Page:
Comparing IRs with online journals, their functions and potential impacts
IRs are finding their way into a growing number of universities. (See my list of current Australian IRs and links to other registries.) These IRs do support broader opportunities for browsing, not just searching, by both uncontrolled keywords and sometimes controlled vocabularies, resource types, authors and titles. Browsing is one of the alleyways the Evans article laments is missing with electronic searches. That is not the case with most IRs. Nor are IRs restricted to the localized browsing of a single institution’s research repository. They can be browsed collectively through harvesters such as OAIster, the Australia’s Discovery Service, etc.
IRs are something other than a high-tech attempt at a more efficient journal database. They are quite different. They are a means of individual academics – and their institutions — making visible and accessible their collective works. They are a means of both showcasing and preserving personal and institutional research, and also of making publicly funded research instantly and openly accessible to all.
IRs offer the capacity to more easily interrogate the discussions of individual authors over time. This is surely a potentially useful alternative to journal databases that are structured around topics. Researchers do publish across many journals and the history of a single researcher’s output can be immediately apparent in an IR even though they have been published across a wide range of journals.
Not only immediately apparent, but immediately accessible in those repositories generated by the open access principle that holds that publicly funded research should be publicly available. Most online journal databases restict access to those who belong to an institution with the appropriate subscriptions. If a journal is neither online nor held in print by an institution then one must wait days for the interlibrary loan process before accessing the article. In an open access repository it is instantly available. No waiting time or tedious paperwork/online-form processes to negotiate.
Journal titles that originally hosted these publications are also referenced, thus in some cases also raising awareness of journals that might otherwise have been less widely known.
Where it’s all headed?
That’s the present. And the web is still in its infancy. Our wheels are still revving in the first generation of the Web, Web 1.0. Online journal databases, and institutional repositories too, are nothing more than a mass of web pages or documents waiting to be accessed. They are little more than a “more efficient” form of the print media and print indexing. In the case of IRs, they have the bonus of allowing more innovative and extensive browsing, too. Web 2.0 is a cute next step allowing social networking, which a growing number of scholars are finding really is more than simply cute. But the next evolutionary step, Web 3.0, is beginning to mutate.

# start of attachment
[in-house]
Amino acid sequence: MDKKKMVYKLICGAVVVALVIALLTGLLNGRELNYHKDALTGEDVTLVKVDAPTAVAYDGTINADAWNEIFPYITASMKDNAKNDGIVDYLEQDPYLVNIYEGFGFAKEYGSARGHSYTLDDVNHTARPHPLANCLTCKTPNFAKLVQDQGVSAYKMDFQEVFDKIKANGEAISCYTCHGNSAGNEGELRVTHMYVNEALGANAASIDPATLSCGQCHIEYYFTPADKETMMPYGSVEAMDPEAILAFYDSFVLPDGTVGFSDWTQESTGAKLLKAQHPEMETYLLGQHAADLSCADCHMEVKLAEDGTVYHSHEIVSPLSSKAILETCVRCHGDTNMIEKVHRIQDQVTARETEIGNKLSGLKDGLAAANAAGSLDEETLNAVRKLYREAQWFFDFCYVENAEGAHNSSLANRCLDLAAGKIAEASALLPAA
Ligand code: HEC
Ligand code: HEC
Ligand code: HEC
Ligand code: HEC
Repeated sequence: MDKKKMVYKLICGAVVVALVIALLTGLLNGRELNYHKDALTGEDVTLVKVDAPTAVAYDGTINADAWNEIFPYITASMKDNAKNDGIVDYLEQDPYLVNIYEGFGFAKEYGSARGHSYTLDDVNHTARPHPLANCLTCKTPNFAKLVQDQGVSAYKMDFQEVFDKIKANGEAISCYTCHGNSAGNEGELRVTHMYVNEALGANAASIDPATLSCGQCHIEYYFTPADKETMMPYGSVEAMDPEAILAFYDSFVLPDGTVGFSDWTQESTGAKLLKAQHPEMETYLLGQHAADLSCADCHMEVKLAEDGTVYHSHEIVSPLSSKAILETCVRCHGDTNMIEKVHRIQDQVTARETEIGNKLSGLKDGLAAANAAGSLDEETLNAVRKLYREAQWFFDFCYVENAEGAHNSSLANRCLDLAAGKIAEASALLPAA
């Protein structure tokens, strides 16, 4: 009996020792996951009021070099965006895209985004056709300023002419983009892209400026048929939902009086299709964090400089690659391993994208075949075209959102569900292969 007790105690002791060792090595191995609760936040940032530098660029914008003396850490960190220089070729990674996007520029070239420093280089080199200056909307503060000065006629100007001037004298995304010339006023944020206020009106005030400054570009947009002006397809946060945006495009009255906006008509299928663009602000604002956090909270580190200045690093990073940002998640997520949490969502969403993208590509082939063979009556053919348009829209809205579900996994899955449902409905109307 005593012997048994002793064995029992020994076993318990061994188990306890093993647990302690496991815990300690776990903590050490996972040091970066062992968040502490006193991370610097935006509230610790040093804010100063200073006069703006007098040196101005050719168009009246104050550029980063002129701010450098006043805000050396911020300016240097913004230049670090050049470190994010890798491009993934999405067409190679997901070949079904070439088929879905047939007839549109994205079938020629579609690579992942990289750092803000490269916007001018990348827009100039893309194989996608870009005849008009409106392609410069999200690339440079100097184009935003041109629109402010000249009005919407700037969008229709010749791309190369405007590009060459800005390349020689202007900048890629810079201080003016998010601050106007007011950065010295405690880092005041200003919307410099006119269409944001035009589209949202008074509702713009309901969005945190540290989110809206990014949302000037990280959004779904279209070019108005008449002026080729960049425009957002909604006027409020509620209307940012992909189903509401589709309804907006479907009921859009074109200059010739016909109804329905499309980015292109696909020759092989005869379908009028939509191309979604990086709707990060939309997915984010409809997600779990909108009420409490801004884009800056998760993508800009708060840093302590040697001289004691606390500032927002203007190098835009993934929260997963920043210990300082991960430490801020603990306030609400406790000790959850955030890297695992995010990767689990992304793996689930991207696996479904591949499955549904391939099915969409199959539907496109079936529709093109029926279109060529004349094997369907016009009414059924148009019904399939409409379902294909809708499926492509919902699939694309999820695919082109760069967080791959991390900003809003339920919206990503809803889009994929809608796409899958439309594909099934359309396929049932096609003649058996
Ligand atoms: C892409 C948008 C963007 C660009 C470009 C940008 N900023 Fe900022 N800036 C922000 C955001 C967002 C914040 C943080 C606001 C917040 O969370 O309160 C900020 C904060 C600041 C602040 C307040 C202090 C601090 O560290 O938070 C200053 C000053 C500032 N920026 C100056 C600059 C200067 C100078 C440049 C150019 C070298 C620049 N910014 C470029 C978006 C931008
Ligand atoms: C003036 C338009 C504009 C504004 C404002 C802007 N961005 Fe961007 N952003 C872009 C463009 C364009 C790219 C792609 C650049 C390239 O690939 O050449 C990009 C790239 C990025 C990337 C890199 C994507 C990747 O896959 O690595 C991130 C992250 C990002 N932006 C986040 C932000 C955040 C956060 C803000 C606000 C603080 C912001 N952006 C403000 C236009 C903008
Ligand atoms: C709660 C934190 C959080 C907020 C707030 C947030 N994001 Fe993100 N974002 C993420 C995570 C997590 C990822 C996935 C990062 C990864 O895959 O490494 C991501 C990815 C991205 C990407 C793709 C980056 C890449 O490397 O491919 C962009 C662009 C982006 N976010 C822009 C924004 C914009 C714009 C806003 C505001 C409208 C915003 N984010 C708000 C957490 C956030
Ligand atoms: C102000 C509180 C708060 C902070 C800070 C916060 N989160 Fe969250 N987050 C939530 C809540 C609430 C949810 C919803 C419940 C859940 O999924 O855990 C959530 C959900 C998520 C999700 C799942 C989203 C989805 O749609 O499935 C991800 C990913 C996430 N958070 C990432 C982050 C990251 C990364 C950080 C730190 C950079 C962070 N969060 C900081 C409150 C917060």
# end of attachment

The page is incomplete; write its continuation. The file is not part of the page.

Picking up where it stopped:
This will be the semantic web, where information will be meaningfully contextualized in the way early (19th century!) information managers and innovators (thinking of Charles Cutter), and who knew only the print medium, originally intended. The semantic web will mean an online world where all the varying information topics (not just web pages or pdf files) have their uri namespaces and where it will be possible for users to search through them via meaningful relationship enquiries (not just “X links to Y” but “how X links to Y”; and both X and Y can be interrogated within their ontological relationship to each other – is one a subset of the other? or is one an echo of another in a different discipline?) Not that Cutter envisaged the semantic web, of course. But he did seek a way of organizing information in a way that was more meaningful and useful than the classification systems that we ended up with in libraries.
Part of this will be the exchange and reuse of objects within datasets and research databases (ORE). Datasets from different fields and disciplines can scarcely “talk” to each other today because of their different measuring and conceptual modelling. Any overlapping concepts are known to few outside those familiar with both disciplines, and even those few may rarely be able to make use of such overlaps because of their varying languages. The next stage of web development will see a working towards the ability to interrogate meaningfully, and select and re-use in other contexts the specific information we seek, as well as the ability to explore major and minor side-avenues. We will not be restricted to searching or browsing pages that have been prepared for searching and browsing (and “mere” hyperlinking) by others.
If we are moving away from the “humanist” benefits of inefficient print indexing, we are, I believe, moving towards an even greater scope for creatively exploring the total chaos of information.